Field Notes: Challis Volcanics and the East Fork of the Salmon River


The East Fork of the Salmon River cuts against a cliff of Miocene Challis Volcanics

By anyone’s measure, the Salmon River is one mighty twisty stream. Flowing along geologic faults, twisting among the weaker rocks in the mass of granodiorite plumes that make up the Idaho Batholith, it flows north, east, west and south through deep, steep-walled canyons as it wends to its confluence with the Snake River in central western Idaho, just below Hell’s Canyon. From its headwaters below Galena Pass to the confluence with the Snake River, the Salmon is about 170 miles as the Golden Eagle flies. But it’s 425 miles of river, and all those river miles are located wholly within the state of Idaho.

One tributary of the Salmon is the East Fork.1 That tributary is only 34 miles long, beginning at the confluence of the West Fork of the East Fork Salmon River and the South Fork of the East Fork Salmon River.2 It flows between the White Cloud Mountains on the west and the Boulder Mountains on the east. In the lower reaches of the East Fork, it cuts into the Challis Volcanics, yet another volcanic field in a state that has an embarrassingly large number of volcanic fields.

The Challis Volcanics in central Idaho are the largest of several Eocene (51 to 40 million years ago) volcanic fields in an arc across the Pacific Northwest and Canada. Other fields from the same period include two in British Columbia, another in northeastern Washington, the Clarno field in north-central Oregon, the Absaroka field in Montana and Wyoming and many more. Geologists disagree on what caused the 11 million year-long volcanic episode. Two models have been proposed to explain all that Eocene volcanism. In one model, subduction of a very shallow dipping Farallon plate, or perhaps the vanished Kula Plate, beneath the North American craton created a wide volcanic arc. In the other model, the volcanic activity resulted from rifting as a result of collision between the Pacific and North American plates. Or it may be that the mechanism wasn’t the same across all of the provinces. It’s “poorly understood.”

Today, the Challis Volcanics in east central Idaho are a bit battered by 40 million years of subsequent geology. Part of that subsequent geology was the last of the intrusion of the granodiorite plumes – a failed volcanic eruption, as it were – that created the Idaho Batholith. Other events include the docking of a couple of additional terranes to the west, the immense flood basalts to the west, Basin and Range faulting and significant mountain glaciation. Today, where exposed, the Challis volcanics are a little the worse for wear.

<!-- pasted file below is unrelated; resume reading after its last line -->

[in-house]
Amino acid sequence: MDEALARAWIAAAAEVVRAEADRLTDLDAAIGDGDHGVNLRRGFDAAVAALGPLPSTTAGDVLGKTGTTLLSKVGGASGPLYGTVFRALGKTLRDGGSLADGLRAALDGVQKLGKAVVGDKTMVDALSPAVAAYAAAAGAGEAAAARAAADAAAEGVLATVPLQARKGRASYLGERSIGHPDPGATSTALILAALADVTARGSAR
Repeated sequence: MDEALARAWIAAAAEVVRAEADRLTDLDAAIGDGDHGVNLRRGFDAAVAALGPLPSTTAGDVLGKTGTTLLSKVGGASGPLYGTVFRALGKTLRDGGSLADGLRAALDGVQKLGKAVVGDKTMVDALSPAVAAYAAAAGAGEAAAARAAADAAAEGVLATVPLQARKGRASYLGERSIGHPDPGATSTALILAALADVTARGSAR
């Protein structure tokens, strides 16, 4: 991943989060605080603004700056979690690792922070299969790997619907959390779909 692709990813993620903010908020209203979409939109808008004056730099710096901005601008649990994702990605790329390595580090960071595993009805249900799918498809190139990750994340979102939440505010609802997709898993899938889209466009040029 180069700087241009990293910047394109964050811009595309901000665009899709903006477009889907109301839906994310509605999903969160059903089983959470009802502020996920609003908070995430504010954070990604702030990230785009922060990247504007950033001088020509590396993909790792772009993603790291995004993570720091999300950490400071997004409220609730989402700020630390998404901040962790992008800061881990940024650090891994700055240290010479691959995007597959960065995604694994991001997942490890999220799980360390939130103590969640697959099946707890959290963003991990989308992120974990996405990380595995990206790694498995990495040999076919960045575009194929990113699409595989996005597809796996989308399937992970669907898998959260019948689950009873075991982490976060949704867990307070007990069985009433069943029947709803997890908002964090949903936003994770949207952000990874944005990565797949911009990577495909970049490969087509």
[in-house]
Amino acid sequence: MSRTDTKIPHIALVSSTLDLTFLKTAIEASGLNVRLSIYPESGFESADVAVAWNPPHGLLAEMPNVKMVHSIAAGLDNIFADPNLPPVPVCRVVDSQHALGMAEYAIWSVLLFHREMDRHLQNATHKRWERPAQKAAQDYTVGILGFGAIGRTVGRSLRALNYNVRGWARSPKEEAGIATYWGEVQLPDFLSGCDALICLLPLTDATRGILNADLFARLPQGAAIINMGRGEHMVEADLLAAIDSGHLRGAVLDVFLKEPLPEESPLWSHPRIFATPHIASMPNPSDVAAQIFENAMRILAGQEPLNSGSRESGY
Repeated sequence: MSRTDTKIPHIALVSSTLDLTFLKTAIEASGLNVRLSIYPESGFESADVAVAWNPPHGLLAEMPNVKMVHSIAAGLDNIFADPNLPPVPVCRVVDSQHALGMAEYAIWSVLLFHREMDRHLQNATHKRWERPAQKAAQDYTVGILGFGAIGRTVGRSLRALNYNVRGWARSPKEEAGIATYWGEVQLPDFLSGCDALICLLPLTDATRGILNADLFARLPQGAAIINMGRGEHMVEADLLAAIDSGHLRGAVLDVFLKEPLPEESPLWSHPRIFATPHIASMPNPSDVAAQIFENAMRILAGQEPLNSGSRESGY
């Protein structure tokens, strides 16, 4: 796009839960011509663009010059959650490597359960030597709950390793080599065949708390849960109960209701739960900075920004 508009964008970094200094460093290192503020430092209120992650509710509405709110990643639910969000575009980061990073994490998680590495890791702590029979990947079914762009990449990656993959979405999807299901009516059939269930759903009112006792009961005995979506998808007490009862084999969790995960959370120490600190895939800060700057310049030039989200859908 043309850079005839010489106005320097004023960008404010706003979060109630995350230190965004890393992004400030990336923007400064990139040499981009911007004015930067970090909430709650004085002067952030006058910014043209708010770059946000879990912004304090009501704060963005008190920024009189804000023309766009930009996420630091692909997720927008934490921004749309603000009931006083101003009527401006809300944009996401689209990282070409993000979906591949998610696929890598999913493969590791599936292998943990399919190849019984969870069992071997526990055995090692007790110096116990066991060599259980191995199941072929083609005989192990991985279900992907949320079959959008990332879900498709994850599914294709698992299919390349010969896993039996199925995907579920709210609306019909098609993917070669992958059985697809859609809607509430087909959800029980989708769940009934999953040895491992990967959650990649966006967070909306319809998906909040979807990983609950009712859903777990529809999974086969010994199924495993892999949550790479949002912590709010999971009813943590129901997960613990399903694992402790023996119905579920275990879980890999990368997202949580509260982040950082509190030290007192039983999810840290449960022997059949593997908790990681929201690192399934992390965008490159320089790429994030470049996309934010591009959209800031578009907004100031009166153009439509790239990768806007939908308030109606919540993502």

In the photo above, the originally horizontal layers of ash have been tilted by about 30 degrees, broken by faults and even folded a bit. A poorly defined sill traces upwards in the middle left, broken by subsequent faulting.

East Fork canyon wall showing tilted and warped layers of welded tuff and rhyolite

Remember layers of volcanic ash like this welded tuff are originally laid horizontally. The 20 to 30 degrees of tilt occurred later, although there doesn’t seem to be consensus among geologists as to how much later. The multiple layers speak to multiple eruptions over a considerable amount of time, although WC couldn’t find any sign of soils between the layers he could reach. So the interval between eruptions doesn’t seem to have been long enough for erosion or wind deposited soils to develop.

Looking north, downstream in the East Fork Valley; note the Challis Volcanics at the crown of the ridge in the background

The Challis Volcanics are thousands of feet deep. in the area of the East Fork, the rivers have cut more than 2,000 feet down through the formation, and the riverbed still rests in Challis rocks. When you consider the formation was likely a high, level plain when eruptions ceased, at or above the ridge in the background in the third photo, the amount of missing rock, eroded away downstream, is nearly as impressive as what’s left. Presumably, the parts that didn’t wash down into the Pacific Ocean are now buried under the subsequent Columbia River basalt flows.

The upper parts of the East Fork Valley are on WC’s list of sites to visit now. WC only visited the lower couple of miles. Stay tuned.

1 Not to be confused with the East Fork of the South Fork of the Salmon River. Idaho’s utter failure of imagination in place names is demonstrated yet again.

2 See Note 1, supra.

One thought on “Field Notes: Challis Volcanics and the East Fork of the Salmon River

  1. Lived 10 years in a tipi on a ranch a few miles downriver, hunted elk up on that ridge. Did a fall float from there to the Columbia in ’81 – an old WW2 raft on the Salmon, homemade redwood canoe on the Snake. The Salmon River country does have some amazing geology. Bonus – lots of hot springs. A most favorite place, but appalling politics. Thanks for the post of old stomping’ grounds.

    Like

Comments are closed.